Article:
June 1 -- "Ultrafast CT" scanning with an
electron beam proved many times more powerful than the
best available non-invasive test in predicting heart
attacks and other coronary disease episodes, even in
apparently healthy people, a new study shows.
measuring the amount of calcium deposits that build
up in coronaries -- in a disease process commonly called
hardening of the arteries -- ultrafast CT accurately
predicts cardiovascular disease events in people with
no symptoms, doctors at St. Francis Hospital in Roslyn,
N.Y., report in today's (June 1) American Heart Association
is the first large, written report with a high degree
of completeness of follow-up (99.8%) documenting the
prospective short-term predictive value of EBCT (electron
beam computed tomography) of the coronary arteries in
asymptomatic patients," the team writes.
is a "tool that allows us to identify people who
are at high risk for coronary disease," says Yadon
Arad, M.D., the study's lead investigator and director
of preventive cardiology at St. Francis Hospital. "EBCT
screening would enable me to identify individuals in
the early stages of coronary disease who would benefit
the most from therapies (such as drug treatments, diet
and exercise) that might prevent heart attacks."
scanning costs range from $375 to $500 in the United
States, which is "relatively inexpensive, compared
to other diagnostic tests used in cardiology,"
researchers used EBCT in 1,173 asymptomatic patients
between September 1993 and March 1994 and then followed
the patients for an average of 19 months. During the
follow-up, 18 patients had a total of 26 cardiovascular
events -- including one death, seven heart attacks,
eight coronary artery bypass surgeries, nine coronary
angioplasties and one stroke.
conclude that EBCT-based screening for coronary artery
disease shows great applicability to the development
of cardiovascular disease events in a relatively short
time period (average, 19 months) in a mostly middle-aged
group that was 71 percent male," the investigators
write in Circulation.
Lewis Wexler, M.D., of Stanford University Medical Center
in California, cautions that EBCT scanning is still
undergoing clinical investigation. "As promising
as the results of the study appear to be, it's still
an experimental screening technique," he says.
"Large-scale prospective studies are needed to
prove its predictive value, which will differ depending
on a patient's age, gender and the presence of coronary
artery disease risk factors." Wexler chairs an
AHA panel that is developing a scientific statement
on coronary calcification and EBCT.
D. Guerci, M.D., study senior author and director of
research at St. Francis Hospital, says: "Our study
shows that EBCT scanning of the coronary arteries has
a predictive accuracy that exceeds by a large margin
that of any other non-invasive technology,"
cholesterol testing involves drawing a blood sample,
it's considered to be non-invasive, Guerci notes. But
even the best cholesterol test (the ratio of total cholesterol
to "good" HDL cholesterol) achieves an "odds
ratio" of only about 1.6, he says. (An odds ratio
of 1 implies no increased risk.) Guerci defines odds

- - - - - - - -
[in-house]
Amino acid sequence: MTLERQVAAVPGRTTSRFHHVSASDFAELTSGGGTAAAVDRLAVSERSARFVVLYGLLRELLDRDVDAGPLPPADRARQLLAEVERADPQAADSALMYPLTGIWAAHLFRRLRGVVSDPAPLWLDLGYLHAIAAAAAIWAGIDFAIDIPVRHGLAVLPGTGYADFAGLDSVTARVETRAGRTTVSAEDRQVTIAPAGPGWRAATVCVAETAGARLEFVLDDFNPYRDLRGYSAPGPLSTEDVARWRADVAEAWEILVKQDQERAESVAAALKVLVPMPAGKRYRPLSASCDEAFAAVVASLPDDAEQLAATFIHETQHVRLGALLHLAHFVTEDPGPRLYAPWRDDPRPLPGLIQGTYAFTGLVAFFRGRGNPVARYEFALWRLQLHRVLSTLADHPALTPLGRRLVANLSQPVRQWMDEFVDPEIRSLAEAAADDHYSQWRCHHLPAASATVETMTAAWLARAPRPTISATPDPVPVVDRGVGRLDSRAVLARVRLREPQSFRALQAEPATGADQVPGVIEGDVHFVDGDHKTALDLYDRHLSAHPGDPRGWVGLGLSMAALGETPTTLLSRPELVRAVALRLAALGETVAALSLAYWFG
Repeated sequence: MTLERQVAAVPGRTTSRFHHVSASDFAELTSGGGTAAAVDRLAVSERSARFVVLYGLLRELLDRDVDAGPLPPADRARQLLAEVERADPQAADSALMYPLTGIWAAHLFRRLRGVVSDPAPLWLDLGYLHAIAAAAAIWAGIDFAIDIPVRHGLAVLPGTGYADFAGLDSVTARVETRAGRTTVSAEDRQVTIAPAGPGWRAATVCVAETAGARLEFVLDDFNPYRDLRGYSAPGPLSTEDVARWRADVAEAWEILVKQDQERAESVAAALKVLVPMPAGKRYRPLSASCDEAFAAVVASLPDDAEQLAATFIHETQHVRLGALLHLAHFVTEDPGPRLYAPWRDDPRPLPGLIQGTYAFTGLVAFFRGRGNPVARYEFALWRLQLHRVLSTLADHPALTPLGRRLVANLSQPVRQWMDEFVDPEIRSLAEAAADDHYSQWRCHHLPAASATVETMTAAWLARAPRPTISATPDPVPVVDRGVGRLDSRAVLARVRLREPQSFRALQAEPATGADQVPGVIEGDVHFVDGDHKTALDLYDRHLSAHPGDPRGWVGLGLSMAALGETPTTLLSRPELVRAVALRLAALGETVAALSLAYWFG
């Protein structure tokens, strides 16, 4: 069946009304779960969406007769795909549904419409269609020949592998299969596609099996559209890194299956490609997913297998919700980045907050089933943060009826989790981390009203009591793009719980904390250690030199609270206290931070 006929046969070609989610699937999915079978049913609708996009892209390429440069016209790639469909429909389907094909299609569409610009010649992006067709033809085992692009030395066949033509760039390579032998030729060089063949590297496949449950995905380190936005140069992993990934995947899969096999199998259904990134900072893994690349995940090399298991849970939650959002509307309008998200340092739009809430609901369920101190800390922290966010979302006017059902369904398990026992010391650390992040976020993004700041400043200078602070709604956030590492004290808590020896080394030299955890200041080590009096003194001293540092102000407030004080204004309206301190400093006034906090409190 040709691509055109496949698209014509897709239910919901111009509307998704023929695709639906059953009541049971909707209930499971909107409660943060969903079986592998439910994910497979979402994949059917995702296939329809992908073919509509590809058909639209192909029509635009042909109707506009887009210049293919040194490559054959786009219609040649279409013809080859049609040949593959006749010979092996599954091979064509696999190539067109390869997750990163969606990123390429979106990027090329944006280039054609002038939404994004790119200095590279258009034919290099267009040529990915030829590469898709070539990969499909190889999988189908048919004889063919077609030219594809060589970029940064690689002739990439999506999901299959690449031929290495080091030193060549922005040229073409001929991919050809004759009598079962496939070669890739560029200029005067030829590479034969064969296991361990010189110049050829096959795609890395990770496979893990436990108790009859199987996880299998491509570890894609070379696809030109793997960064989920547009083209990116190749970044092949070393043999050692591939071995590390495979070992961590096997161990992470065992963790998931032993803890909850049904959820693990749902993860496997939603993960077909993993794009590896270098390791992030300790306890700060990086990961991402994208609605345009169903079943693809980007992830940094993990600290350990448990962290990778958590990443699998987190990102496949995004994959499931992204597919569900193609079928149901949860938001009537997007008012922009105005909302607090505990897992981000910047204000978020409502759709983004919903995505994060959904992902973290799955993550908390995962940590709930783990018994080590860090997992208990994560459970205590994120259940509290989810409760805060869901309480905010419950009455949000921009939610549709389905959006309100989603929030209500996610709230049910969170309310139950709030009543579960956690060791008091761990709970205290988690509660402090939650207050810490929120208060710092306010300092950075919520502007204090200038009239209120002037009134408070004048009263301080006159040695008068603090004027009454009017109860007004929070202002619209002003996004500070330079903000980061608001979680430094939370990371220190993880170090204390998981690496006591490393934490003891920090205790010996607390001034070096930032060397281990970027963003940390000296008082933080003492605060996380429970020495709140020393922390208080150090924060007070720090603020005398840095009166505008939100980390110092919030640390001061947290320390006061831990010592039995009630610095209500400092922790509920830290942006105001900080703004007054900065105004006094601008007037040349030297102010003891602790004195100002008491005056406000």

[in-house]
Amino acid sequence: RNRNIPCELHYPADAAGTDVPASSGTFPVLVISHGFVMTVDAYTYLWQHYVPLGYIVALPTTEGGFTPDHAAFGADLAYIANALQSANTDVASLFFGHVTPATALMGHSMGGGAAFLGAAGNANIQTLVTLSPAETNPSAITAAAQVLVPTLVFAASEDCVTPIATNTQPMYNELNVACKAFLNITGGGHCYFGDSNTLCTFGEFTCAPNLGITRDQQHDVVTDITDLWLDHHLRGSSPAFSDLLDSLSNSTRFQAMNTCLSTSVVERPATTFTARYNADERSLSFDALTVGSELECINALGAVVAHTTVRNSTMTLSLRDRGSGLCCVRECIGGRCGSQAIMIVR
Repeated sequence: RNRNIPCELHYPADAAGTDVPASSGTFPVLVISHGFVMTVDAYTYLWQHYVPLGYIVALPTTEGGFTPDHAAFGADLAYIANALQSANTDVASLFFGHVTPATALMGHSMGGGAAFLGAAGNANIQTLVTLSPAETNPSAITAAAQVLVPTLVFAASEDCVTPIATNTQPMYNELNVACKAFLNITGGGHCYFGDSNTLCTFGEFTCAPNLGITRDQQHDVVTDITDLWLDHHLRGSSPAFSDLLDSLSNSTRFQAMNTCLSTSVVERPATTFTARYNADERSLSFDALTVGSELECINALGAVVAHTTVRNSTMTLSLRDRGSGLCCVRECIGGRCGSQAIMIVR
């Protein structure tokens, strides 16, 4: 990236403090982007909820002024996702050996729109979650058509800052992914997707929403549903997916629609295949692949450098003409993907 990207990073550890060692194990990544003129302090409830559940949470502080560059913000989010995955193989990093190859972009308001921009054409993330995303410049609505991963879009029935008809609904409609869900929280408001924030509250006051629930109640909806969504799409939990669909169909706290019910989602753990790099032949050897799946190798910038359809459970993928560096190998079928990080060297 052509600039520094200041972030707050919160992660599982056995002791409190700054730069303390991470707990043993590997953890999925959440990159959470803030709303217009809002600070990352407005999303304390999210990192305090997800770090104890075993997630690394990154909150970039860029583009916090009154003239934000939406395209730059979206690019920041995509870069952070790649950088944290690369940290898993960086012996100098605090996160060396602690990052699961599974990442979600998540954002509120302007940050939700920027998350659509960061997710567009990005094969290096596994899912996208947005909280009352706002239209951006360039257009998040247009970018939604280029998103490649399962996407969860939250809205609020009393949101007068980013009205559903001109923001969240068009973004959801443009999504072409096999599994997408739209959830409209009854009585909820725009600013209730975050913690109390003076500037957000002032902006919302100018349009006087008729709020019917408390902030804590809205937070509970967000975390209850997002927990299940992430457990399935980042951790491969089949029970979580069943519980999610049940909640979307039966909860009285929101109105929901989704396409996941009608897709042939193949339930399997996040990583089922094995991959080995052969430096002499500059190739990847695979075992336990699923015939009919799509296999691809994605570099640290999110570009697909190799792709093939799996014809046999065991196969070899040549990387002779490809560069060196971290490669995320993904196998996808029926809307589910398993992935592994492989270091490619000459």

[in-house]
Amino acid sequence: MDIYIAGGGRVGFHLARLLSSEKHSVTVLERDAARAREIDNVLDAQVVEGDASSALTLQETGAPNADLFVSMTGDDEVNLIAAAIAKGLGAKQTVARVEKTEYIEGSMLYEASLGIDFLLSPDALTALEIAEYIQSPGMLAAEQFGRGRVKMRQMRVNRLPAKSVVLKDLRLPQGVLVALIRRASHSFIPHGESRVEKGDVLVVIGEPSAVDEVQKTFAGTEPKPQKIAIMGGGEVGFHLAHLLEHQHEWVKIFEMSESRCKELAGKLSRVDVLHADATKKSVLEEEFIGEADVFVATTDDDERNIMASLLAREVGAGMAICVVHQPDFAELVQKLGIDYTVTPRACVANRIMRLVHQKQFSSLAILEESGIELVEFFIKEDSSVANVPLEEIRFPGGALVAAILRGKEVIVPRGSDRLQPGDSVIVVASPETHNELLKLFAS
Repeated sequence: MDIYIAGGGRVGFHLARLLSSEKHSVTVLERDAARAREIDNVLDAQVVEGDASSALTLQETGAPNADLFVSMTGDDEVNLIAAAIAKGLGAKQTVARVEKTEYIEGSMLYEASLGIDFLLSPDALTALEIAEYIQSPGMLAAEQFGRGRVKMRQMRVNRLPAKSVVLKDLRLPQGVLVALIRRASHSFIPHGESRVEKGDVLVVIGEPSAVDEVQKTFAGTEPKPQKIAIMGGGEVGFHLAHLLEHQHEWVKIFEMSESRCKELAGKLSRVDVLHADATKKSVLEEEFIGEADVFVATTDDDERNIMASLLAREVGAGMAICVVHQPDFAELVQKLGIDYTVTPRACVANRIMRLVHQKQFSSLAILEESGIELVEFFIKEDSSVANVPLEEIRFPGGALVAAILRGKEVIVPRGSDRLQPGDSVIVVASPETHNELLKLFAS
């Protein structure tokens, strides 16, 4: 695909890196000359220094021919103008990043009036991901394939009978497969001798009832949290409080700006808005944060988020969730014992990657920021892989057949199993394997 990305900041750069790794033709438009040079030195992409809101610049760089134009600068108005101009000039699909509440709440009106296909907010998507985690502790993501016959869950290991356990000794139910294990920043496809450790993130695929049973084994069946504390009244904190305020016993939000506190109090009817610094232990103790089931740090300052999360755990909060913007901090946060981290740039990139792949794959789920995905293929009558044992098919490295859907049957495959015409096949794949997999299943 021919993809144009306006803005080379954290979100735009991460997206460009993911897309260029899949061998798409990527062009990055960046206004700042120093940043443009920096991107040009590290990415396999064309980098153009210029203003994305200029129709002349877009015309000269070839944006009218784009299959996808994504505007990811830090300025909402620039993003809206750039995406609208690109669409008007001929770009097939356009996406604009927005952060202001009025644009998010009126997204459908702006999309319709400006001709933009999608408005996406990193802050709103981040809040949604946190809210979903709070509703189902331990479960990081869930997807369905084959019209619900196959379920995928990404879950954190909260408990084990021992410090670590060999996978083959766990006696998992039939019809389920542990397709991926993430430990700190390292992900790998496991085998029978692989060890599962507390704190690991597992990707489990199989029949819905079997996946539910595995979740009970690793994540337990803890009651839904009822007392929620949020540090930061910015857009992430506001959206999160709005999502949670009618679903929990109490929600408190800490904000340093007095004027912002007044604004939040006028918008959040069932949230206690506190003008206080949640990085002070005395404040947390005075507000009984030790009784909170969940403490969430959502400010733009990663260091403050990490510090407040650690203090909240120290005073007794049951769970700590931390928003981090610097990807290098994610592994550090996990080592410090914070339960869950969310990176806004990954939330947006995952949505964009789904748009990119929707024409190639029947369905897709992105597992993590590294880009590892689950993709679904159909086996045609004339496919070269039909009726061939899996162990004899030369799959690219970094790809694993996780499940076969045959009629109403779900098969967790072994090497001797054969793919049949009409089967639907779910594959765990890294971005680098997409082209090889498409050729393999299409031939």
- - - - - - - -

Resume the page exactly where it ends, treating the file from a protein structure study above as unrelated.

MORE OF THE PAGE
ratio as "the probability of getting sick or dying
if your test result is abnormal, divided by the probability
of something bad happening to you if your test result
team found EBCT achieved odds ratios ranging from 20
to 35, making the scanning technique more than 10 times
more powerful a predictor of coronary disease episodes
than cholesterol testing, he says.
reports and other data have consistently shown a correlation
between coronary artery calcium content (CAC) and the
severity of coronary artery disease, the authors note.
EBCT provides doctors a CAC "score" for each
patient based on the amount of calcium seen in the scans.
Among study participants, CAC scores averaging 935 in
patients with coronary events, vs. scores averaging
144 in patients without events. And those individuals
with a CAC score above 160 had a 35-fold higher risk
of developing a coronary event than those with scores
below 160, the researchers found.
this is the first published report of a follow-up of
apparently healthy persons undergoing EBCT scanning
of the heart, three other studies presented at two recent
AHA scientific meetings had similar findings, Guerci
points out. "Now there are four studies with a
total of 2,745 asymptomatic patients and all four show
the coronary calcium score is highly predictive of future
the coronary arteries supply blood to the cardiac muscle
and are in constant motion as the heart beats, obtaining
X-ray images of the moving vessels was difficult until
the new superfast machines were built. Ultrafast CT
devices using electron beams now are available in about
25 cities in the United States and about 30 cities in
Europe and Asia.
emphasizes there's no link between calcium deposits
in the coronary arteries and calcium-rich foods, or
the calcium supplements taken by many older women. These
women have a high risk of developing osteoporosis and
"they should not lower their calcium intake because
of our findings," he says.
co-authors with Arad and Guerci are Louise A. Spadaro,
M.D.; Ken Goodman, M.D.; Alfonso Lledo-Perez, M.D.;
Scott Sherman, M.D., and Gail Lerner, M.S.
is one of five scientific journals published by the